On November 8, 2018, officials announced that money services business MoneyGram International, Inc. (“MoneyGram”) had breached a 2012 deferred prosecution agreement (“DPA”) with DOJ in relation to its anti-fraud and anti-money laundering (“AML”) programs.  MoneyGram was charged in November 2012 with failing to maintain an effective AML program and aiding and abetting wire fraud, after MoneyGram agents and others engaged in fraud schemes through the company’s payment systems.  At the time, DOJ agreed to defer prosecution for five years, dependent upon MoneyGram’s compliance with the DPA.  According to a joint motion that was filed to extend and amend the DPA, MoneyGram continued to maintain weak anti-fraud and AML programs, made inadequate disclosures to the government regarding these weaknesses, and failed to complete all enhanced compliance undertakings required by the DPA.  MoneyGram agreed to extend the DPA by 30 months, forfeit $125 million into the DOJ’s Victim Compensation Program, and further enhance its anti-fraud and AML compliance programs.  In a related action, MoneyGram agreed to settle contempt allegations stemming from its alleged violation of a 2009 consent decree with the Federal Trade Commission, which required the company to implement a comprehensive fraud prevention program.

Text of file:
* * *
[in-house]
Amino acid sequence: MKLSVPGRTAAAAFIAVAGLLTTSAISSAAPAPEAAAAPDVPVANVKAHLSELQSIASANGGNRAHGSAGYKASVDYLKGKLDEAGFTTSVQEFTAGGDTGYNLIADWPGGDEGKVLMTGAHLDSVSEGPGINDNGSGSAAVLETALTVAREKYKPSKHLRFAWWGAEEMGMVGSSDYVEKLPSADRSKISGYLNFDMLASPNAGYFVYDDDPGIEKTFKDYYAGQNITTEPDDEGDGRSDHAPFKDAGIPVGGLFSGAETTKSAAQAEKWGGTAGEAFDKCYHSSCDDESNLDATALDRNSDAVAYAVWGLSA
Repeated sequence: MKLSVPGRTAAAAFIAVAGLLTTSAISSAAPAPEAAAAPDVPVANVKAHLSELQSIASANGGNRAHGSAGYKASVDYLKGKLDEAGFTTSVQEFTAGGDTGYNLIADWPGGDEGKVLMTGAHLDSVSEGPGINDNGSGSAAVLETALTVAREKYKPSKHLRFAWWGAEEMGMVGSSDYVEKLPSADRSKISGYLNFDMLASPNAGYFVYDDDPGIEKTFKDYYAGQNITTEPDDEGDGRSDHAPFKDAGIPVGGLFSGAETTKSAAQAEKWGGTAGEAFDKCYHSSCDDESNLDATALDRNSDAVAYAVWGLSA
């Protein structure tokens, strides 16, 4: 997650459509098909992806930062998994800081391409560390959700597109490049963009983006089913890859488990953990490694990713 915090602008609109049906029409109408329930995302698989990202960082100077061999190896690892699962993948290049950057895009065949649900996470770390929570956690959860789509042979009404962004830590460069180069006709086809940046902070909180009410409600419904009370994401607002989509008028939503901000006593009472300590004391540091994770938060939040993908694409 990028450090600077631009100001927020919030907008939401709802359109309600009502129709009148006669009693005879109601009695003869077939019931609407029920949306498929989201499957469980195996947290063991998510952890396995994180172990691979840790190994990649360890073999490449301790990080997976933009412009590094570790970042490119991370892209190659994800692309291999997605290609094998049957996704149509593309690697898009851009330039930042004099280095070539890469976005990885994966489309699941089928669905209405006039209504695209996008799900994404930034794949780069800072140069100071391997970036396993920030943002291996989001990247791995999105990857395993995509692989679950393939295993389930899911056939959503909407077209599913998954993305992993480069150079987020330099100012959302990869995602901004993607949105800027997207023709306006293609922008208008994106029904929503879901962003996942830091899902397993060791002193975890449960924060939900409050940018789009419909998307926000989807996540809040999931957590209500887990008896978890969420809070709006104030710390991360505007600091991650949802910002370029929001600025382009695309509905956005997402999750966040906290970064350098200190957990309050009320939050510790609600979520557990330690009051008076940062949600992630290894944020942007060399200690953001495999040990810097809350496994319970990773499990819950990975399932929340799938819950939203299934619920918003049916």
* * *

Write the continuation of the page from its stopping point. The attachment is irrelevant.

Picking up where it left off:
United States v. MoneyGram International, Inc., No. 12-cr-291 (M.D. Pa.)

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